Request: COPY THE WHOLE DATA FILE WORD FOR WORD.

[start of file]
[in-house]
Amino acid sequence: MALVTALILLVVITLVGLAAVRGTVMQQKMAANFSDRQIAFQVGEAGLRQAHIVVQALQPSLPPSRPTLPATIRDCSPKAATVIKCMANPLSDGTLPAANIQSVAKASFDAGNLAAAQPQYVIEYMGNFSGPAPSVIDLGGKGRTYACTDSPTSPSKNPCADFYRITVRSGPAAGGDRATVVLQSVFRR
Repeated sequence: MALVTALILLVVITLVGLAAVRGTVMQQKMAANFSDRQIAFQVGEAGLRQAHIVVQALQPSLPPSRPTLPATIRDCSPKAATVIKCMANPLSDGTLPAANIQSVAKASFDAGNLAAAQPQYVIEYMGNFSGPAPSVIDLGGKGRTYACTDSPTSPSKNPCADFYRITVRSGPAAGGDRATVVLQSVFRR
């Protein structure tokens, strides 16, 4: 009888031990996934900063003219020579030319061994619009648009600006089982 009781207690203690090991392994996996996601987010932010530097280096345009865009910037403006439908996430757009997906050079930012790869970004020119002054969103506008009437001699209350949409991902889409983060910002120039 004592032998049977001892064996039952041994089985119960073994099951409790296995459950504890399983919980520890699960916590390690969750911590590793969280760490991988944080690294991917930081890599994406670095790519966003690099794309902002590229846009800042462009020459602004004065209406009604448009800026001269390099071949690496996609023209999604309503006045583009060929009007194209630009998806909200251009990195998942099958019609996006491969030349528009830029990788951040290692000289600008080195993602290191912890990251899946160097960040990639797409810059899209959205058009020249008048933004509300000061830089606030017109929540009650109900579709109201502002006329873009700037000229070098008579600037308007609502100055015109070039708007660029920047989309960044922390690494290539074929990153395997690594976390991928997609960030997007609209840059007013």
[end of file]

[in-house]
Amino acid sequence: MALVTALILLVVITLVGLAAVRGTVMQQKMAANFSDRQIAFQVGEAGLRQAHIVVQALQPSLPPSRPTLPATIRDCSPKAATVIKCMANPLSDGTLPAANIQSVAKASFDAGNLAAAQPQYVIEYMGNFSGPAPSVIDLGGKGRTYACTDSPTSPSKNPCADFYRITVRSGPAAGGDRATVVLQSVFRR
Repeated sequence: MALVTALILLVVITLVGLAAVRGTVMQQKMAANFSDRQIAFQVGEAGLRQAHIVVQALQPSLPPSRPTLPATIRDCSPKAATVIKCMANPLSDGTLPAANIQSVAKASFDAGNLAAAQPQYVIEYMGNFSGPAPSVIDLGGKGRTYACTDSPTSPSKNPCADFYRITVRSGPAAGGDRATVVLQSVFRR
């Protein structure tokens, strides 16, 4: 009888031990996934900063003219020579030319061994619009648009600006089982 009781207690203690090991392994996996996601987010932010530097280096345009865009910037403006439908996430757009997906050079930012790869970004020119002054969103506008009437001699209350949409991902889409983060910002120039 004592032998049977001892064996039952041994089985119960073994099951409790296995459950504890399983919980520890699960916590390690969750911590590793969280760490991988944080690294991917930081890599994406670095790519966003690099794309902002590229846009800042462009020459602004004065209406009604448009800026001269390099071949690496996609023209999604309503006045583009060929009007194209630009998806909200251009990195998942099958019609996006491969030349528009830029990788951040290692000289600008080195993602290191912890990251899946160097960040990639797409810059899209959205058009020249008048933004509300000061830089606030017109929540009650109900579709109201502002006329873009700037000229070098008579600037308007609502100055015109070039708007660029920047989309960044922390690494290539074929990153395997690594976390991928997609960030997007609209840059007013």